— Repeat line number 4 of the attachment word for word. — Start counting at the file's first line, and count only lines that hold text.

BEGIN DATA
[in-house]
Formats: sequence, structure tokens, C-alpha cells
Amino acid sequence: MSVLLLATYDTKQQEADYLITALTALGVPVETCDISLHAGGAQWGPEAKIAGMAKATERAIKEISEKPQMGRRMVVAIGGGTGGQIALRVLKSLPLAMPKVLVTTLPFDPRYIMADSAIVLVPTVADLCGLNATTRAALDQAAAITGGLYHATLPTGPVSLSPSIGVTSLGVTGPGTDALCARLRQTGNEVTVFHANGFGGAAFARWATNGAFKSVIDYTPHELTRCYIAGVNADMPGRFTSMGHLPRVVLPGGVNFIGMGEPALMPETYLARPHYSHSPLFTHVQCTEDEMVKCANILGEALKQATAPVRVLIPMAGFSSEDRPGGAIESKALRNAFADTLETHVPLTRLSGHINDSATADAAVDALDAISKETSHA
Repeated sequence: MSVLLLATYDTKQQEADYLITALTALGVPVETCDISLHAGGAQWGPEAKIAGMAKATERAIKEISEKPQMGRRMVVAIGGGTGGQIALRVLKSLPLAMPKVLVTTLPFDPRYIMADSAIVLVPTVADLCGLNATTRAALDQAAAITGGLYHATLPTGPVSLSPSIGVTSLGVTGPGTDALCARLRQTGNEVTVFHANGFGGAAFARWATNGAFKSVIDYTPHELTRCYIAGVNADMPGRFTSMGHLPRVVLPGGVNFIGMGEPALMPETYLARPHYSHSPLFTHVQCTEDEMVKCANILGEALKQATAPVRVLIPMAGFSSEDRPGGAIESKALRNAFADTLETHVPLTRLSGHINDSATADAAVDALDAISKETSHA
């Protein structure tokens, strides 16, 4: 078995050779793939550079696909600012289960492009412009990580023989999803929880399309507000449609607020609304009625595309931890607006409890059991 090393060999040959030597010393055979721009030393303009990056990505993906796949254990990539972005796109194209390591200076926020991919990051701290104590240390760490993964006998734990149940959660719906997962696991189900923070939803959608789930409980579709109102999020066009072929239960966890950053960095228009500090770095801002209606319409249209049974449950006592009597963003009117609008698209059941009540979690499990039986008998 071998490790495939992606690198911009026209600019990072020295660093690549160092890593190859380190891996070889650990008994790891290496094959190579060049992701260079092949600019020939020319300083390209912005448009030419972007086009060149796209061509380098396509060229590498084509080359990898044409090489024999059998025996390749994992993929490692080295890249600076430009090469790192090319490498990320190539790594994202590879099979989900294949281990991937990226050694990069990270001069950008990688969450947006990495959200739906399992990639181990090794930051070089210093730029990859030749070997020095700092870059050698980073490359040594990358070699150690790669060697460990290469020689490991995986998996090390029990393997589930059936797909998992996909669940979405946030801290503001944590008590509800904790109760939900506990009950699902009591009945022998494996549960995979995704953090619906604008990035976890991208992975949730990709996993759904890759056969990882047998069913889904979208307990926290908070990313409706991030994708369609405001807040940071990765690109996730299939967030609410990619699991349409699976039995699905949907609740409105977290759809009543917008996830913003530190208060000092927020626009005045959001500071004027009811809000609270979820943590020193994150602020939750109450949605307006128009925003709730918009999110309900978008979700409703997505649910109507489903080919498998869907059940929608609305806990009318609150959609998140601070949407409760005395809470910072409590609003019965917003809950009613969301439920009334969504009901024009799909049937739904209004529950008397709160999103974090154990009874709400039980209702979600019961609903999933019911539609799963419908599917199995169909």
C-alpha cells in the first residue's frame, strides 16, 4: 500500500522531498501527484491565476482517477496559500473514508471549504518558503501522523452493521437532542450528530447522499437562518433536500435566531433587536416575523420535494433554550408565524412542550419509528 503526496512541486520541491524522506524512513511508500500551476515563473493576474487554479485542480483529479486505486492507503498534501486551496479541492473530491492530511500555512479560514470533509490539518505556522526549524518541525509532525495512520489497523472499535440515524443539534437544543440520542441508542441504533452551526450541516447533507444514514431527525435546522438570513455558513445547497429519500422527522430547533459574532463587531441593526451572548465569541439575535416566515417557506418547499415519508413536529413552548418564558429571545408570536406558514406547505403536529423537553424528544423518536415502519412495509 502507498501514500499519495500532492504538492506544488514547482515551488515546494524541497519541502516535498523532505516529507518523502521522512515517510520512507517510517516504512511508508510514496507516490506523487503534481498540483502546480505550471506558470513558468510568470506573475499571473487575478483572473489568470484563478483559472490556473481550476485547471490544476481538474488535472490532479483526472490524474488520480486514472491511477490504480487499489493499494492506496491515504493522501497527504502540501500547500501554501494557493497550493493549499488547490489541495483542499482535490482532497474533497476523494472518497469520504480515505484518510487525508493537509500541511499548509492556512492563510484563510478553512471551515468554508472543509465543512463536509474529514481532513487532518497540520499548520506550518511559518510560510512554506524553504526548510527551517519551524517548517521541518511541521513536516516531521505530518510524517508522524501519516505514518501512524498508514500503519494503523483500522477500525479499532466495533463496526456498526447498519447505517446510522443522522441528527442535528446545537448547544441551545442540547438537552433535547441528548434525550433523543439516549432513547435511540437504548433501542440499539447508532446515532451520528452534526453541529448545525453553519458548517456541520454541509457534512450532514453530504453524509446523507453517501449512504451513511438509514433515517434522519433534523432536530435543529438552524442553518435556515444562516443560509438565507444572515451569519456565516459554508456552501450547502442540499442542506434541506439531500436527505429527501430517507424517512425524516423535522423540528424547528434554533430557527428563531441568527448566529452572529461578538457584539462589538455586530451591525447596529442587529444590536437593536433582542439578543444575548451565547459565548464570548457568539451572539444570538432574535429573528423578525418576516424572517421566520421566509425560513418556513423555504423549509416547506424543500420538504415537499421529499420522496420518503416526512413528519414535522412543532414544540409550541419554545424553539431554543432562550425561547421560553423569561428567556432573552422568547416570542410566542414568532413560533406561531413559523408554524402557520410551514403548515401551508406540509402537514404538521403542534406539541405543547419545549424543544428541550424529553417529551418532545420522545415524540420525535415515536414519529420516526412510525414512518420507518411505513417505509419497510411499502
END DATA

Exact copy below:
Repeated sequence: MSVLLLATYDTKQQEADYLITALTALGVPVETCDISLHAGGAQWGPEAKIAGMAKATERAIKEISEKPQMGRRMVVAIGGGTGGQIALRVLKSLPLAMPKVLVTTLPFDPRYIMADSAIVLVPTVADLCGLNATTRAALDQAAAITGGLYHATLPTGPVSLSPSIGVTSLGVTGPGTDALCARLRQTGNEVTVFHANGFGGAAFARWATNGAFKSVIDYTPHELTRCYIAGVNADMPGRFTSMGHLPRVVLPGGVNFIGMGEPALMPETYLARPHYSHSPLFTHVQCTEDEMVKCANILGEALKQATAPVRVLIPMAGFSSEDRPGGAIESKALRNAFADTLETHVPLTRLSGHINDSATADAAVDALDAISKETSHA